- Discount - OmniGroup OmniPlan MAC
- Buy Cheap Brainjuice Blogo MAC
- Buy Cheap Lynda.com - Audio Mixing Bootcamp
- Download Apple Mac OS X 10.6 Snow Leopard Server
- Buy Autodesk AutoCAD Civil 3D 2014 (64-bit) (en,de,ja)
- Buy OEM Adobe Photoshop Elements 10
- Buy Cheap iStat Menus 4 MAC
- Discount - Rosetta Stone - Learn Italian (Level 1, 2, 3, 4, & 5 Set)
- Buy OEM Adobe Font Folio 11
- 9.95$ Adobe CS Production Premium for Final Cut Studio Editors cheap oem
- Buy OEM Frischluft ZbornToy for AE and PrPro
- 9.95$ Lynda.com - After Effects Apprentice 15: Creating a Sports Opening Title cheap oem
|FCC Should Open Up Regarding LightSquared|
|News Releases - General Info|
|Written by Grassley Press|
|Friday, 24 February 2012 09:41|
Monday, February 20, 2012
During his weekly video address, Senator Chuck Grassley explains why the Federal Communications Commission should provide documents about its preliminary approval of the LightSquared broadband project now that the agency has withdrawn its approval. Senator Grassley has been seeking full disclosure for nearly a year, arguing that the public’s business ought to be public. He said he is seeking accountability for the way the FCC administers valuable spectrum space.
Click here for audio.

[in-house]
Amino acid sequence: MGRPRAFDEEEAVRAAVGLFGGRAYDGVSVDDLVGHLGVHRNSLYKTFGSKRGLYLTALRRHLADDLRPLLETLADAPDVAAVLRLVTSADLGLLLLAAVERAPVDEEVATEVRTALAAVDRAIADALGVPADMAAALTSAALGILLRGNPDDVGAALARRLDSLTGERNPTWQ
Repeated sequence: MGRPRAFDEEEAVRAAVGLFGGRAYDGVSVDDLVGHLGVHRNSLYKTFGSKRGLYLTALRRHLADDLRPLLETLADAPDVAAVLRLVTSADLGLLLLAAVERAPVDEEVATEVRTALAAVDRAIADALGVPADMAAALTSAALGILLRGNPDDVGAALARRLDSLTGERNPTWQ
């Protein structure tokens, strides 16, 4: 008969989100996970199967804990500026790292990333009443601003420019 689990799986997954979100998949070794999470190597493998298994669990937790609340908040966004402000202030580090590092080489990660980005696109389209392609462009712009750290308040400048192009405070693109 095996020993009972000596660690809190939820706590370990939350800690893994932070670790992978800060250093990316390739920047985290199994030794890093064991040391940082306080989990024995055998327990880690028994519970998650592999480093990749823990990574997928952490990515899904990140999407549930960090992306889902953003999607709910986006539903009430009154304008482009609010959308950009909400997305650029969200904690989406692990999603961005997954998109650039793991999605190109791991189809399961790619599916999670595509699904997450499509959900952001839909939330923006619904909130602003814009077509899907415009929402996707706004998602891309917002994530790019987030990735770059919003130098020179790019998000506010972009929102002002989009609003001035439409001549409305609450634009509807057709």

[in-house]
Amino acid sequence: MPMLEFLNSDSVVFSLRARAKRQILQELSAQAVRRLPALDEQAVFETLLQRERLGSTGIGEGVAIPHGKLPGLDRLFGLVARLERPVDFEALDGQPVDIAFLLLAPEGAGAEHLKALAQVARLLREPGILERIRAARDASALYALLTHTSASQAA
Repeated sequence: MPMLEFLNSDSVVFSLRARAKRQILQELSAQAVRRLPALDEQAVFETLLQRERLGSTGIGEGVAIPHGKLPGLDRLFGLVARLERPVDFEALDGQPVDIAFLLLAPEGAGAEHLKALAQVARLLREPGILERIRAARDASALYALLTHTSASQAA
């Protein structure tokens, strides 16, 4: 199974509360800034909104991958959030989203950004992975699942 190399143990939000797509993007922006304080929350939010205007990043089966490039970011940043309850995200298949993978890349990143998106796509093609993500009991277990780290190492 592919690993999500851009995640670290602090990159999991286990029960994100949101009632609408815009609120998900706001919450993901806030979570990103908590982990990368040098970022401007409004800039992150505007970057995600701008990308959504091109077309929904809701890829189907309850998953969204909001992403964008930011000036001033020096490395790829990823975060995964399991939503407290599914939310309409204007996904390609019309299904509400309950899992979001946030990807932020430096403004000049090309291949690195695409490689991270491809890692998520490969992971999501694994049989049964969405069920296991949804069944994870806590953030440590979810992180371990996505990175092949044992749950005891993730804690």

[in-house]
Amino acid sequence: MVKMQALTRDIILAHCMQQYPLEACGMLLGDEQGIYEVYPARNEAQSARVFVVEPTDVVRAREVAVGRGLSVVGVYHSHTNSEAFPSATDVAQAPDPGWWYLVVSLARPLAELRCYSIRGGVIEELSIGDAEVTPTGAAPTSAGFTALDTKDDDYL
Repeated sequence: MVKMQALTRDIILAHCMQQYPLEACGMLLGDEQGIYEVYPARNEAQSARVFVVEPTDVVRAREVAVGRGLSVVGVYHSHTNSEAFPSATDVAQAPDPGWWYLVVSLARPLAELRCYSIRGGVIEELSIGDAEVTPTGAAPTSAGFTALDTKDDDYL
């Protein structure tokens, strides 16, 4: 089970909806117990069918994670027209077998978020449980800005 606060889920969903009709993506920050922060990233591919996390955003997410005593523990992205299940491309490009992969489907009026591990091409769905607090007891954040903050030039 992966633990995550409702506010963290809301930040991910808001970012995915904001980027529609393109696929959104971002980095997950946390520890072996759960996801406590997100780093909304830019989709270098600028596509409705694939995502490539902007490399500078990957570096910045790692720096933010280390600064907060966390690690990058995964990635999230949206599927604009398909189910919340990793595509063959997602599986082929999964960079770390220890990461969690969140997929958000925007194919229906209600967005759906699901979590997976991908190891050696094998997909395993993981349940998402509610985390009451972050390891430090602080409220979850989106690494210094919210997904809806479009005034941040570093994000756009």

Here is the text of Senator Grassley's address:
Since last April, I’ve asked the Federal Communications Commission for documents related to the agency’s decision to fast-track the LightSquared broadband wireless project, despite concerns of widespread interference with global-positioning system devices.
The agency has refused to provide any documents.
This week, the FCC withdrew the preliminary approval it gave to LightSquared saying it was because of interference with GPS devices.
The FCC’s action seems to acknowledge the point I’ve been making since April. Prematurely granting a conditional waiver in a rush process is not the way to get the right result.
Now that the interference issue is settled, we need to find out more than ever why the FCC did what it did. The agency put this project on a fast track for approval with what appears to have been completely inadequate technical research. After all of this time and expense, still, no one outside of the agency knows why.
That’s not the way the people’s government should work. The public’s business ought to be public. The FCC has backtracked on LightSquared. If we don’t find out how and why the FCC failed avoid this controversy, then it will keep operating as a closed shop instead of the open, publicly accountable agency it should be.
Tags See All Tags